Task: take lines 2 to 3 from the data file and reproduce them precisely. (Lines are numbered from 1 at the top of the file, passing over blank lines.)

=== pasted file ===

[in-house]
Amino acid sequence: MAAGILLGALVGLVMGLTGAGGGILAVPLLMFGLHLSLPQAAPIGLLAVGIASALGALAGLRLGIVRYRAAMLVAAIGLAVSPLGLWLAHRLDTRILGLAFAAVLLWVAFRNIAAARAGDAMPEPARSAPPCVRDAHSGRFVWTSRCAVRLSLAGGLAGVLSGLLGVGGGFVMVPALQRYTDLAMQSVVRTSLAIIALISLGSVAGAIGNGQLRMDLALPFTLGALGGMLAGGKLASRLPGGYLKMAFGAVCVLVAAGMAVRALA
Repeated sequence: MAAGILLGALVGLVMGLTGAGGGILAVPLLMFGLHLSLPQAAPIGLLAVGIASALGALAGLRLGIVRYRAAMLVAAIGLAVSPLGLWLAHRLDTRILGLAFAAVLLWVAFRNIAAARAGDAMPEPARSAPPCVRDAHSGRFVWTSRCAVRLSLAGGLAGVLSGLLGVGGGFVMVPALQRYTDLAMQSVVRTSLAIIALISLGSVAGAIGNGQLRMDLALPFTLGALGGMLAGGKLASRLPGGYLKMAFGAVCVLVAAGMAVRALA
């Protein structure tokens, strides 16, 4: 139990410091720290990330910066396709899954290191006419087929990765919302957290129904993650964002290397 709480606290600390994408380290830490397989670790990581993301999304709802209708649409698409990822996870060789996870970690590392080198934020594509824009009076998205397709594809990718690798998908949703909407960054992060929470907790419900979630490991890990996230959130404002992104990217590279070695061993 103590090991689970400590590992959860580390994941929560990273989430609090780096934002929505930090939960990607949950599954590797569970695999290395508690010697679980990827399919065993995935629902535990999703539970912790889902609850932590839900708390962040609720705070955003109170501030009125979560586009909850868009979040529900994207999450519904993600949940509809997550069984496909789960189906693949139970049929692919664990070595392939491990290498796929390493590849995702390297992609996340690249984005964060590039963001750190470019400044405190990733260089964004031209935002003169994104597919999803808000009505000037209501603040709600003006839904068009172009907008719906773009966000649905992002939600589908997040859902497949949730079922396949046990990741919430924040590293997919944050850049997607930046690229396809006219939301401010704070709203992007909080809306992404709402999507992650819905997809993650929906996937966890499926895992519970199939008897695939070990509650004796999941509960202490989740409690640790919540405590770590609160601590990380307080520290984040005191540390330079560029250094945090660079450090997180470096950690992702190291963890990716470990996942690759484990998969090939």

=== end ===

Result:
Amino acid sequence: MAAGILLGALVGLVMGLTGAGGGILAVPLLMFGLHLSLPQAAPIGLLAVGIASALGALAGLRLGIVRYRAAMLVAAIGLAVSPLGLWLAHRLDTRILGLAFAAVLLWVAFRNIAAARAGDAMPEPARSAPPCVRDAHSGRFVWTSRCAVRLSLAGGLAGVLSGLLGVGGGFVMVPALQRYTDLAMQSVVRTSLAIIALISLGSVAGAIGNGQLRMDLALPFTLGALGGMLAGGKLASRLPGGYLKMAFGAVCVLVAAGMAVRALA
Repeated sequence: MAAGILLGALVGLVMGLTGAGGGILAVPLLMFGLHLSLPQAAPIGLLAVGIASALGALAGLRLGIVRYRAAMLVAAIGLAVSPLGLWLAHRLDTRILGLAFAAVLLWVAFRNIAAARAGDAMPEPARSAPPCVRDAHSGRFVWTSRCAVRLSLAGGLAGVLSGLLGVGGGFVMVPALQRYTDLAMQSVVRTSLAIIALISLGSVAGAIGNGQLRMDLALPFTLGALGGMLAGGKLASRLPGGYLKMAFGAVCVLVAAGMAVRALA